We sought to take a first step toward better integration of social concerns into empirical ecosystem service (ES) work. We did this by adapting cognitive anthropological techniques to study the Clayoquot Sound social-ecological system on the Pacific coast of Canada's Vancouver Island. We used freelisting and ranking exercises to elicit how locals perceive ESs and to determine locals' preferred food species. We analyzed these data with the freelist-analysis software package ANTHROPAC. We considered the results in light of an ongoing trophic cascade caused by the government reintroduction of sea otters (Enhydra lutris) and their spread along the island's Pacific coast. We interviewed 67 local residents (n = 29 females, n = 38 males; n = 26 self-identified First Nation individuals, and n = 41 non-First Nation individuals) and 4 government managers responsible for conservation policy in the region. We found that the mental categories participants-including trained ecologists-used to think about ESs, did not match the standard academic ES typology. With reference to the latest ecological model projections for the region, we found that First Nations individuals and women were most likely to perceive the most immediate ES losses from the trophic cascade, with the most certainty. The inverse was found for men and non-First Nations individuals, generally. This suggests that 2 historically disadvantaged groups (i.e., First Nations and women) are poised to experience the immediate impacts of the government-initiated trophic cascade as yet another social injustice in a long line of perceived inequities. Left unaddressed, this could complicate efforts at multistakeholder ecosystem management in the region.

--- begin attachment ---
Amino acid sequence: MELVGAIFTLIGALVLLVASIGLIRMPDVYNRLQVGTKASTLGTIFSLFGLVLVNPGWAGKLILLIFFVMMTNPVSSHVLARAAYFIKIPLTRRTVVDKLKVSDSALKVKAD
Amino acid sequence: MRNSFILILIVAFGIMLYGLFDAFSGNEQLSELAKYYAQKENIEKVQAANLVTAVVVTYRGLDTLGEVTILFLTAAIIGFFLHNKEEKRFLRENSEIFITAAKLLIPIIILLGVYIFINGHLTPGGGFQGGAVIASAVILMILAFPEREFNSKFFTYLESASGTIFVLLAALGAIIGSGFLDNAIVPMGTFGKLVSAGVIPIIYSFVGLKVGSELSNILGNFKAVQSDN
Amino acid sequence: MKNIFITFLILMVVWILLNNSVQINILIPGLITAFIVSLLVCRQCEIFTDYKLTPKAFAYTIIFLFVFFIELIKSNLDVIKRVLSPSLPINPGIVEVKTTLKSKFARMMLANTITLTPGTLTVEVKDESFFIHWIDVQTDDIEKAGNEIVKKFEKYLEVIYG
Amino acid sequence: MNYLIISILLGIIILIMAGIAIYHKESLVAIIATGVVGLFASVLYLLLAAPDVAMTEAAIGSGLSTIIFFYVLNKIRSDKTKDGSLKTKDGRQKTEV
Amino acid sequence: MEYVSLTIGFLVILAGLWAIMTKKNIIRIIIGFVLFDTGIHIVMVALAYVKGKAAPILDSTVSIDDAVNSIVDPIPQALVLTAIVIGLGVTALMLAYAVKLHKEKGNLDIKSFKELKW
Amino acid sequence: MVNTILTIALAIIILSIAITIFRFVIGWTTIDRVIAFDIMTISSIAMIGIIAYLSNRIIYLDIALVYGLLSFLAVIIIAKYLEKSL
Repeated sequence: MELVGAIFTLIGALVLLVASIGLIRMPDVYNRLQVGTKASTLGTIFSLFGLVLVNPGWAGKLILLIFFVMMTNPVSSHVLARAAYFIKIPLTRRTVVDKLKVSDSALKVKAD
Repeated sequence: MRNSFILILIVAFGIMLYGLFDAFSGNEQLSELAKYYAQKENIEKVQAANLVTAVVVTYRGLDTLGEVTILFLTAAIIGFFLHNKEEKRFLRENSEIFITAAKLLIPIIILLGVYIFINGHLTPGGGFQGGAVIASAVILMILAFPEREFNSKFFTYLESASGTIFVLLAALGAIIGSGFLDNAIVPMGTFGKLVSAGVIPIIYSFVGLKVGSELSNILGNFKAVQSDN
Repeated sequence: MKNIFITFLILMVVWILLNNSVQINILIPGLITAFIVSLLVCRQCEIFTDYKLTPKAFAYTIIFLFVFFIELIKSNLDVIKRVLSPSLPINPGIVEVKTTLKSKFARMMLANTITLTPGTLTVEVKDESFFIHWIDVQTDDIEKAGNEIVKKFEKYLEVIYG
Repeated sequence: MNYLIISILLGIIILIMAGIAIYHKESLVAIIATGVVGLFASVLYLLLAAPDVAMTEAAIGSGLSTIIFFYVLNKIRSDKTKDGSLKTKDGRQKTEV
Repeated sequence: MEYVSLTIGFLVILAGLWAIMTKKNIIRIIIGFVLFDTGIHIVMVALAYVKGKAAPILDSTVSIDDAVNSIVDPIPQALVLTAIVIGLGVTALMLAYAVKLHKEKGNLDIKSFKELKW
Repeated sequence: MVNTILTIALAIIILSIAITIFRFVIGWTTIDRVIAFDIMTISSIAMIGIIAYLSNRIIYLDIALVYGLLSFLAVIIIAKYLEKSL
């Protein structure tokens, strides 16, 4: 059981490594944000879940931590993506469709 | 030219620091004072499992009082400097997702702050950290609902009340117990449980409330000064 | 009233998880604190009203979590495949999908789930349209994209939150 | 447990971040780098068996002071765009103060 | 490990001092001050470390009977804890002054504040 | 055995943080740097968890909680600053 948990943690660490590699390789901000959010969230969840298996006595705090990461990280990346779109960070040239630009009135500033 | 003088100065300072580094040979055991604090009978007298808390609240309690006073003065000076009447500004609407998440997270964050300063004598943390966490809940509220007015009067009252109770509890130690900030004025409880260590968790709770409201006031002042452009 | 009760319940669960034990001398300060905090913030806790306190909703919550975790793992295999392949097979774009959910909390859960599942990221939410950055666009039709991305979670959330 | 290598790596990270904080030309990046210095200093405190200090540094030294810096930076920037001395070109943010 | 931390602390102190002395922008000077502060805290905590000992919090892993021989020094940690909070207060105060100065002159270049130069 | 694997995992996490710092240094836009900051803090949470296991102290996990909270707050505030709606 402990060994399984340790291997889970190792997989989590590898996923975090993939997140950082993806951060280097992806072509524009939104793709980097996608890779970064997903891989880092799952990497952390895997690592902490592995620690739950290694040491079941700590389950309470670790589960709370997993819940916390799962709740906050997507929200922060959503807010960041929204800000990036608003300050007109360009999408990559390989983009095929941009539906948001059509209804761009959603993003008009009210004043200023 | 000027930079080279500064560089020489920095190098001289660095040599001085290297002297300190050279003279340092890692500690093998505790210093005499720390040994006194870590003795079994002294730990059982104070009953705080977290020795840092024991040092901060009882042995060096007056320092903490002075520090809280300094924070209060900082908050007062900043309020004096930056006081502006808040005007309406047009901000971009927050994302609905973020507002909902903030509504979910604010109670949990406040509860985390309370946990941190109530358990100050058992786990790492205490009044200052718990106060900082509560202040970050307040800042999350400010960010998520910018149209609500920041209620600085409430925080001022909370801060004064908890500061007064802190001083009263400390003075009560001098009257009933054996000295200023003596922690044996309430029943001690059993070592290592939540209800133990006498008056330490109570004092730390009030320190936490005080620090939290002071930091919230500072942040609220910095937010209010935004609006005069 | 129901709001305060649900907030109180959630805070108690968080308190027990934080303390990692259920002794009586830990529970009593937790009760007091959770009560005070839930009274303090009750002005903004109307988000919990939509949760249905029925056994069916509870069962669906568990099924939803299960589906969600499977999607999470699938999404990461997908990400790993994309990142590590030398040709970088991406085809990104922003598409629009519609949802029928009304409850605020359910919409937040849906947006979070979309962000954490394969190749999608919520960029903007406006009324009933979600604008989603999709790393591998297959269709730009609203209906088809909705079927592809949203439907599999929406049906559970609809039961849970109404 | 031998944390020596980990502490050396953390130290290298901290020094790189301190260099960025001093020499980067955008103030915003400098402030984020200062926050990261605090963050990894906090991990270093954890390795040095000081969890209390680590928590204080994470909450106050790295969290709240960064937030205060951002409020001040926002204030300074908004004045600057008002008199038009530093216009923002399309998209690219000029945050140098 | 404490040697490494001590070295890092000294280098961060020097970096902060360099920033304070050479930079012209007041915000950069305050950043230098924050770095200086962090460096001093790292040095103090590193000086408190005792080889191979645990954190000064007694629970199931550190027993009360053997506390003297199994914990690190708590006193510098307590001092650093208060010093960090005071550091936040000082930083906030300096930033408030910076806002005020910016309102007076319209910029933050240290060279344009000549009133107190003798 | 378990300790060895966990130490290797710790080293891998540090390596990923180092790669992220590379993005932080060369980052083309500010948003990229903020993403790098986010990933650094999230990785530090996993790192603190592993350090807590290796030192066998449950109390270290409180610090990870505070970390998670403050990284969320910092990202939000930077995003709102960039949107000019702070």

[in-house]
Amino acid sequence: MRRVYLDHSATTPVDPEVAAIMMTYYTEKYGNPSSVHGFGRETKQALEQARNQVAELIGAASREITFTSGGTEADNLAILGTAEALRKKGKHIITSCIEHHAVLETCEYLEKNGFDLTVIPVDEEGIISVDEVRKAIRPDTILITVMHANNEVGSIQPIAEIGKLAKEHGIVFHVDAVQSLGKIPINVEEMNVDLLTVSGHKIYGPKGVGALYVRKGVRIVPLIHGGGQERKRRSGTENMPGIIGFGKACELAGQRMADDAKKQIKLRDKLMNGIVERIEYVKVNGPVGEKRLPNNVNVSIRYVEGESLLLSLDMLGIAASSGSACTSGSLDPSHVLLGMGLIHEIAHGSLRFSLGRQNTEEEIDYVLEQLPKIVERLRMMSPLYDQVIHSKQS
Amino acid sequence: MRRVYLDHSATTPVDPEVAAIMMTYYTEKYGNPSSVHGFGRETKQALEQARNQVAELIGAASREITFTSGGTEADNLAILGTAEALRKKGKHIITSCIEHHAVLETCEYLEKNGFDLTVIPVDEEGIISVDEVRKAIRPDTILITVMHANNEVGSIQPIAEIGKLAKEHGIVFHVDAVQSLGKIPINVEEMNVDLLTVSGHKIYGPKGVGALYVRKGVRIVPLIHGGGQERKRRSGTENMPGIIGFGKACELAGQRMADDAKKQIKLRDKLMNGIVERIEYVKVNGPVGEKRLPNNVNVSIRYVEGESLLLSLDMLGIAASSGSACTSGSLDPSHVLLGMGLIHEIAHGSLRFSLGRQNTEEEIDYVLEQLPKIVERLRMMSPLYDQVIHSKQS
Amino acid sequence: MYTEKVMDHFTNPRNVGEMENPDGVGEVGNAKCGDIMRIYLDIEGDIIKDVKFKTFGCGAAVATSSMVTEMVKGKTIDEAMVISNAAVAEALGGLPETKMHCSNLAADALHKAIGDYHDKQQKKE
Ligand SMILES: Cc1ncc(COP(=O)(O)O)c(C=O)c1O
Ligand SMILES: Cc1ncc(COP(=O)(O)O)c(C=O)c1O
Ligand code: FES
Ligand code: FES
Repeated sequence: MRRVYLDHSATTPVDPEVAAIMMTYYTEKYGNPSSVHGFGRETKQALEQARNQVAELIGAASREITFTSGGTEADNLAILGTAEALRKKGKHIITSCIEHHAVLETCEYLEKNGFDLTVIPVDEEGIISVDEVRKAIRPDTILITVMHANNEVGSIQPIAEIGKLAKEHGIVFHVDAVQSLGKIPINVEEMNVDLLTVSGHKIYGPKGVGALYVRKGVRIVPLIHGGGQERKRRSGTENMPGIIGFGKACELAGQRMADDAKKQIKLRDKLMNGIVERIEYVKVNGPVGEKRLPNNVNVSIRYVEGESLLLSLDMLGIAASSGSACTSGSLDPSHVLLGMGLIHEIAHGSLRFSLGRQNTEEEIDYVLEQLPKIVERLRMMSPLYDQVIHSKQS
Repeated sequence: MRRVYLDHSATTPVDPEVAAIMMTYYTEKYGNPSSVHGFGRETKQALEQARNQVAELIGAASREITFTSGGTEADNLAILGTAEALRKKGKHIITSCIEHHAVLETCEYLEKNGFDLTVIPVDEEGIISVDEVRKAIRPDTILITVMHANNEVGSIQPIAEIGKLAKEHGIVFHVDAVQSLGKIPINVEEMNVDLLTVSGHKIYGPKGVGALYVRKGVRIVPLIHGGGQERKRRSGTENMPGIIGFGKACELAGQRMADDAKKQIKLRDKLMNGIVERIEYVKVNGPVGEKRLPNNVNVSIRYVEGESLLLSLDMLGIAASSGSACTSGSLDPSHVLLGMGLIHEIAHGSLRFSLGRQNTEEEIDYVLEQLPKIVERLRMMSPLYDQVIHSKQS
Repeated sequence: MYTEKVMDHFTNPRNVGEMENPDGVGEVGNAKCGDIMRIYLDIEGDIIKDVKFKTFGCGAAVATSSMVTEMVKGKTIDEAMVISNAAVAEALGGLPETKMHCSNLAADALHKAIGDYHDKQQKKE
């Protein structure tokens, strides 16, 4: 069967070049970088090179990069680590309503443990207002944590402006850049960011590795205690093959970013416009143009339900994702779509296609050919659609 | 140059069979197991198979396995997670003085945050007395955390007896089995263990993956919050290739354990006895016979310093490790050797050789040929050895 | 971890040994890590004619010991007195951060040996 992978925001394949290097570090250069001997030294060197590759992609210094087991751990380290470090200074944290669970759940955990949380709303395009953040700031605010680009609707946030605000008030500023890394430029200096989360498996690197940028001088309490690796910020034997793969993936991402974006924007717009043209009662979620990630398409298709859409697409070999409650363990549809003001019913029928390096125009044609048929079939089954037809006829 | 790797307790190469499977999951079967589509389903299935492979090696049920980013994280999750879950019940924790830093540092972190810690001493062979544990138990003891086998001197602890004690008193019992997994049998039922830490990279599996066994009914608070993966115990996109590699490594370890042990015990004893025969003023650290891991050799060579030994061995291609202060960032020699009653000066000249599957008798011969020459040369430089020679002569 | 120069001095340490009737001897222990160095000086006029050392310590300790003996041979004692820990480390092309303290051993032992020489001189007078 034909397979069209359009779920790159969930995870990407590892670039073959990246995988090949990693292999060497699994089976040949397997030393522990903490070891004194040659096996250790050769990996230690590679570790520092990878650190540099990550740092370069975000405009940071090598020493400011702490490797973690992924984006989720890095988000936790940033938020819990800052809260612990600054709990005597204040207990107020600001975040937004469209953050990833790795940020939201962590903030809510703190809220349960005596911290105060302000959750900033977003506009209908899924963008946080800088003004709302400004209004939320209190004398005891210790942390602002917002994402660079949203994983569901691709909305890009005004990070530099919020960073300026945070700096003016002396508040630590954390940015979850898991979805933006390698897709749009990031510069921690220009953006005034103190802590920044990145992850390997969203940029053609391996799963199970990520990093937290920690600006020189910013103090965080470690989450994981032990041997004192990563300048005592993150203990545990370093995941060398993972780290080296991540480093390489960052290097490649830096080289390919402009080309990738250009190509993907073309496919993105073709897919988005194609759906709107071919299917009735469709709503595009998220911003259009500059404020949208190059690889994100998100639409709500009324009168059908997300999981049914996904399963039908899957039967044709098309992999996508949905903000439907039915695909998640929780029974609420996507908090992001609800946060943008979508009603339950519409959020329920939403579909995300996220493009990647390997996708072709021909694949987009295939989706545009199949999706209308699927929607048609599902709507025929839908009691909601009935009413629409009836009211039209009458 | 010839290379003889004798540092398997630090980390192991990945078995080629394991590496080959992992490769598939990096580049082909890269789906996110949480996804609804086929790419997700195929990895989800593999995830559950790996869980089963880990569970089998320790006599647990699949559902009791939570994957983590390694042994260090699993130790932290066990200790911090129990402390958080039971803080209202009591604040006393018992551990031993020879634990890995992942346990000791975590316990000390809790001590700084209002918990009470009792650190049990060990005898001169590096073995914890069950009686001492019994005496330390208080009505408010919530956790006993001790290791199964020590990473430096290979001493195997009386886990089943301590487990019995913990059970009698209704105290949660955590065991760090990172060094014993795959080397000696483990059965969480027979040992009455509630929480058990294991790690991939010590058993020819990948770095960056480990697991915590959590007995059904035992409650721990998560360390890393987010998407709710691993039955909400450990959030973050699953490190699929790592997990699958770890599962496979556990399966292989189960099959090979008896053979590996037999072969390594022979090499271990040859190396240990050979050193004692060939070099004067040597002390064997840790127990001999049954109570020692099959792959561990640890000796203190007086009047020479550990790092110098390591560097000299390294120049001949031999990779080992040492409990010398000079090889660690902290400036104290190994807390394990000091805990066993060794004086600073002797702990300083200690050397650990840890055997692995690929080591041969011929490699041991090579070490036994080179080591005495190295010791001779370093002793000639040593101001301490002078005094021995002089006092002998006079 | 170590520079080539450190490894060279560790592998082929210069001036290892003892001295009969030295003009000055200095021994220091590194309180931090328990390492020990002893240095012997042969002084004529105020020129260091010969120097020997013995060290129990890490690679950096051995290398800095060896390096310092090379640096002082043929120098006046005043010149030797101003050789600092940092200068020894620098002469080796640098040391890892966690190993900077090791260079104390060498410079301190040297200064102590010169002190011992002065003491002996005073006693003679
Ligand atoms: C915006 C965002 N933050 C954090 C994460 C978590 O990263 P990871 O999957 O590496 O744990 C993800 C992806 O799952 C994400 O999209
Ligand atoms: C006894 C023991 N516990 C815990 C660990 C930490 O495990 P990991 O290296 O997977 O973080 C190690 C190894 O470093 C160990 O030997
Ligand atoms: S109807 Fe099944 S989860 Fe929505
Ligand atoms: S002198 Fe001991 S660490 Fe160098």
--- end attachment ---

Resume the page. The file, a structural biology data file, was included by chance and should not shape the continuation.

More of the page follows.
: Streptococcus phocae is a pathogen of marine mammals, although its pathogenicity remains poorly understood. Recovery of this bacterium from asymptomatic carriers suggests that it is an opportunistic pathogen. We investigated the role of S. phocae in naturally occurring disease and its significance as a pathogen based on postmortem investigations. Between 2007 and 2012, 1,696 whole carcasses, tissue samples, or both were submitted from the northeastern Pacific and Arctic Canada for diagnostic testing. Streptococcus phocae was cultured from phocids ( n=66), otariids ( n=12), harbor porpoises ( Phocoena phocoena; n=5), and sea otters ( Enhydra lutris; n=2). Pathologic manifestations of S. phocae-associated disease included localized, as well as systemic, inflammatory lesions with common findings of suppurative bronchopneumonia ( n=17) and bacteremia ( n=27). Lung lesions were frequently culture-positive for S. phocae, suggesting commensal colonization of the oropharynx with subsequent opportunistic infection of the respiratory tract during tissue injury, coinfection, immunosuppression, or other debilitating conditions. The presence of a positive spleen culture, and interpretations at necropsy and histopathology, were used to determine the presence of S. phocae bacteremia. Less frequent lesions that were culture positive for S. phocae included abscesses ( n=9), meningitis ( n=7), and cellulitis ( n=1). The majority of cases with S. phocae lesions featured pre-existing conditions that presumably contributed to some degree of debilitation or immunosuppression, including emaciation ( n=29), liver mercury accumulation ( n=29), trauma ( n=22), severe pulmonary or cardiovascular nematodiasis ( n=9), concurrent bacterial or viral infections ( n=8), or sarcocystosis ( n=6). These findings suggest that S. phocae could be characterized as an opportunistic pathogen, associated with debilitating conditions in stranded and rehabilitating marine mammals. Wildlife investigators can use these results to draw more definitive conclusions regarding positive S. phocae cultures during postmortem studies in marine mammals.